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1.
Trends in Endocrinology & Metabolism ; 2022.
Article in English | ScienceDirect | ID: covidwho-1815206

ABSTRACT

SARS-CoV-2 primarily targets lipid-producing cells for viral tropism. In this review, we connect systemic lipid couriers, particularly high-density lipoproteins (HDLs) and exosomes, with the neurological facets of SARS-CoV-2 infection. We discuss how SARS-CoV-2 preferentially targets lipid-secreting cells and usurp host cell lipid metabolism for efficient replication and systemic spreading. Besides providing natural veils for viral materials against host immunity, the inherent properties of some of these endogenous lipid particles to traverse the blood-brain barrier (BBB) also offer alternative routes for SARS-CoV-2 neurotropism. Importantly, viral-driven neurological aberrations mediated by HDLs and exosomes are fueled by lipid rafts, which are implicated in the production and transmigration of these lipid particles across the BBB. Finally, we discuss how repurposing existing drugs targeting lipid rafts and cholesterol homeostasis may be beneficial toward alleviating the global COVID-19 disease burden.

2.
Nat Metab ; 3(7): 909-922, 2021 07.
Article in English | MEDLINE | ID: covidwho-1279905

ABSTRACT

Exosomes represent a subtype of extracellular vesicle that is released through retrograde transport and fusion of multivesicular bodies with the plasma membrane1. Although no perfect methodologies currently exist for the high-throughput, unbiased isolation of pure plasma exosomes2,3, investigation of exosome-enriched plasma fractions of extracellular vesicles can confer a glimpse into the endocytic pathway on a systems level. Here we conduct high-coverage lipidomics with an emphasis on sterols and oxysterols, and proteomic analyses of exosome-enriched extracellular vesicles (EVs hereafter) from patients at different temporal stages of COVID-19, including the presymptomatic, hyperinflammatory, resolution and convalescent phases. Our study highlights dysregulated raft lipid metabolism that underlies changes in EV lipid membrane anisotropy that alter the exosomal localization of presenilin-1 (PS-1) in the hyperinflammatory phase. We also show in vitro that EVs from different temporal phases trigger distinct metabolic and transcriptional responses in recipient cells, including in alveolar epithelial cells, which denote the primary site of infection, and liver hepatocytes, which represent a distal secondary site. In comparison to the hyperinflammatory phase, EVs from the resolution phase induce opposing effects on eukaryotic translation and Notch signalling. Our results provide insights into cellular lipid metabolism and inter-tissue crosstalk at different stages of COVID-19 and are a resource to increase our understanding of metabolic dysregulation in COVID-19.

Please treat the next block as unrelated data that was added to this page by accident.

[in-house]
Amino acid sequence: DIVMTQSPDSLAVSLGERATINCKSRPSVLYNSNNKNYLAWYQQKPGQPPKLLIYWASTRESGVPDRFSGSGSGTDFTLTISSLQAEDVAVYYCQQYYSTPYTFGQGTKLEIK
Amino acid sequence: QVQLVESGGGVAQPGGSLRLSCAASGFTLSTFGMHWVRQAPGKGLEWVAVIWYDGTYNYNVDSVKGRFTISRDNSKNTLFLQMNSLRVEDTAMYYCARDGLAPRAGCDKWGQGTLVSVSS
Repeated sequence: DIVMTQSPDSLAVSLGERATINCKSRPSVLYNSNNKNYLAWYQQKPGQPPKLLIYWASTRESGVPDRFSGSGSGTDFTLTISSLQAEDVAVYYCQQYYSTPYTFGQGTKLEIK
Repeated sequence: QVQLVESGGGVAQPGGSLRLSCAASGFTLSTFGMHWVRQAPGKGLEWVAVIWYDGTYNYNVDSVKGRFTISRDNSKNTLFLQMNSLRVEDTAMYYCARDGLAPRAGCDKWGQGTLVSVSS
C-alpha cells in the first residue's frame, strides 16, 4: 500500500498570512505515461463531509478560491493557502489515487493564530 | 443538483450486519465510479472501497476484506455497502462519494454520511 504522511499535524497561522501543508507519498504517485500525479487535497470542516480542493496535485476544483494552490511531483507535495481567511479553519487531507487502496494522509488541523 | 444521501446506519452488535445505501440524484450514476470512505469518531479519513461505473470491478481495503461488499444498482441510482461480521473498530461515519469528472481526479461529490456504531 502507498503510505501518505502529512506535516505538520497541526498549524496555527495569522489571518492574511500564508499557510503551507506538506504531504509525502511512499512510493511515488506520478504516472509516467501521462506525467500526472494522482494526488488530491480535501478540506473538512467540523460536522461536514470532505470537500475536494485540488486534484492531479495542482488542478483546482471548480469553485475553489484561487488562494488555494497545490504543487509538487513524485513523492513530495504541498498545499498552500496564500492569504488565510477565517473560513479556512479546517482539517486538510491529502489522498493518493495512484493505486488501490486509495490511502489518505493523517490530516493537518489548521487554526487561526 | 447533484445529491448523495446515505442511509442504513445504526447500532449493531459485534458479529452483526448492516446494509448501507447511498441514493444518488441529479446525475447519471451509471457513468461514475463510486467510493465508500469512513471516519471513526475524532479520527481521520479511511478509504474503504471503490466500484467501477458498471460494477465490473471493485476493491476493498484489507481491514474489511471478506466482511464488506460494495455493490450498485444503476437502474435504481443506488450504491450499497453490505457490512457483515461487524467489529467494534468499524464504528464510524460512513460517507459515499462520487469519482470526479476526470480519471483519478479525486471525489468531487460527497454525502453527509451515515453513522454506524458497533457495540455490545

Subject(s)
COVID-19/metabolism , COVID-19/virology , Extracellular Vesicles/metabolism , Lipidomics , Metabolomics , SARS-CoV-2 , Biological Transport , COVID-19/epidemiology , Cell Fractionation , Cell Membrane/metabolism , Chemical Fractionation , Cluster Analysis , Computational Biology/methods , Exosomes/metabolism , Host-Pathogen Interactions , Humans , Lipidomics/methods , Metabolome , Metabolomics/methods , Retrospective Studies , SARS-CoV-2/genetics , SARS-CoV-2/immunology
3.
Cell Metab ; 32(2): 188-202.e5, 2020 08 04.
Article in English | MEDLINE | ID: covidwho-612608

ABSTRACT

The coronavirus disease 2019 (COVID-19) pandemic presents an unprecedented threat to global public health. Herein, we utilized a combination of targeted and untargeted tandem mass spectrometry to analyze the plasma lipidome and metabolome in mild, moderate, and severe COVID-19 patients and healthy controls. A panel of 10 plasma metabolites effectively distinguished COVID-19 patients from healthy controls (AUC = 0.975). Plasma lipidome of COVID-19 resembled that of monosialodihexosyl ganglioside (GM3)-enriched exosomes, with enhanced levels of sphingomyelins (SMs) and GM3s, and reduced diacylglycerols (DAGs). Systems evaluation of metabolic dysregulation in COVID-19 was performed using multiscale embedded differential correlation network analyses. Using exosomes isolated from the same cohort, we demonstrated that exosomes of COVID-19 patients with elevating disease severity were increasingly enriched in GM3s. Our work suggests that GM3-enriched exosomes may partake in pathological processes related to COVID-19 pathogenesis and presents the largest repository on the plasma lipidome and metabolome distinct to COVID-19.


Subject(s)
Coronavirus Infections/blood , Coronavirus Infections/pathology , Exosomes/metabolism , G(M3) Ganglioside/blood , Gangliosides/blood , Pneumonia, Viral/blood , Pneumonia, Viral/pathology , Adult , Aged , Betacoronavirus , CD4-Positive T-Lymphocytes/immunology , CD4-Positive T-Lymphocytes/pathology , COVID-19 , Diglycerides/blood , Female , Humans , Male , Metabolome/physiology , Metabolomics/methods , Middle Aged , Pandemics , SARS-CoV-2 , Sphingomyelins/blood , Tandem Mass Spectrometry , Young Adult
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